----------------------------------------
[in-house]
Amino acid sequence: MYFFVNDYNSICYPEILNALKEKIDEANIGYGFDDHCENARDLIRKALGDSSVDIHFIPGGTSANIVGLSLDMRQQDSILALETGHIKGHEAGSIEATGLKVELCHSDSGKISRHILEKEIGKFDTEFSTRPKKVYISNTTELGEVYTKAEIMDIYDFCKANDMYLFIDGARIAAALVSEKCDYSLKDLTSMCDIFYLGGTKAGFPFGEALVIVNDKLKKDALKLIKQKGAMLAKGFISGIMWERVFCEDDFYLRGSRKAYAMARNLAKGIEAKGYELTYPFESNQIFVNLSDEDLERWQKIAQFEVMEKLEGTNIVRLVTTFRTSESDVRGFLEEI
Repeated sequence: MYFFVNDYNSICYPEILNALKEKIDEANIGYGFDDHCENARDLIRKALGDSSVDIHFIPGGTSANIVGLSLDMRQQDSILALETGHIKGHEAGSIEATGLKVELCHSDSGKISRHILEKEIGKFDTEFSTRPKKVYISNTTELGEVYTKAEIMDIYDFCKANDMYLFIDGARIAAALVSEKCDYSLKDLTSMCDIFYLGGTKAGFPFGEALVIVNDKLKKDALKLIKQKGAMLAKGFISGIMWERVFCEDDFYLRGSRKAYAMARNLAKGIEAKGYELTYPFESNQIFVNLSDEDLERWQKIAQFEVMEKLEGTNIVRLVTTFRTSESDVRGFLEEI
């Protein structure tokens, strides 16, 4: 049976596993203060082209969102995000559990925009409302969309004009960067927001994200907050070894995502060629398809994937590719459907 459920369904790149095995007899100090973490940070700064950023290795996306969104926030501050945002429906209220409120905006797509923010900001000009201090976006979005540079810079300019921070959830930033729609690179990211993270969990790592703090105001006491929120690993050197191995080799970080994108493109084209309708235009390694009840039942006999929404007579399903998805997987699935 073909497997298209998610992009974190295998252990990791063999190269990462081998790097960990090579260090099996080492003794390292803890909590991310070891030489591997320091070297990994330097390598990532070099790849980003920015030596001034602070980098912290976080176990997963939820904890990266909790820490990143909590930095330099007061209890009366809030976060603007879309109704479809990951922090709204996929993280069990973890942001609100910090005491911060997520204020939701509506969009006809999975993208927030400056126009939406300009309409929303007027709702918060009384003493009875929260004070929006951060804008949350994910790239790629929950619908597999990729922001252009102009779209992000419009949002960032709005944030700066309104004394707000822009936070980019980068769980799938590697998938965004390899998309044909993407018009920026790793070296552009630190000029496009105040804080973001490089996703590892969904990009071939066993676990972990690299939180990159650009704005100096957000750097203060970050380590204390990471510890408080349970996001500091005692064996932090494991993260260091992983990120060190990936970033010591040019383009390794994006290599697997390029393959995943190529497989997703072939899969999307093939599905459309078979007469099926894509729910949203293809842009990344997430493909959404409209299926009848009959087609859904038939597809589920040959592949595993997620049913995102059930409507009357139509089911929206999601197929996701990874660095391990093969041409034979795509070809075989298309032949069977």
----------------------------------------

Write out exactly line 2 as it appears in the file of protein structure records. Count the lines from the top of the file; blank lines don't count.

Amino acid sequence: MYFFVNDYNSICYPEILNALKEKIDEANIGYGFDDHCENARDLIRKALGDSSVDIHFIPGGTSANIVGLSLDMRQQDSILALETGHIKGHEAGSIEATGLKVELCHSDSGKISRHILEKEIGKFDTEFSTRPKKVYISNTTELGEVYTKAEIMDIYDFCKANDMYLFIDGARIAAALVSEKCDYSLKDLTSMCDIFYLGGTKAGFPFGEALVIVNDKLKKDALKLIKQKGAMLAKGFISGIMWERVFCEDDFYLRGSRKAYAMARNLAKGIEAKGYELTYPFESNQIFVNLSDEDLERWQKIAQFEVMEKLEGTNIVRLVTTFRTSESDVRGFLEEI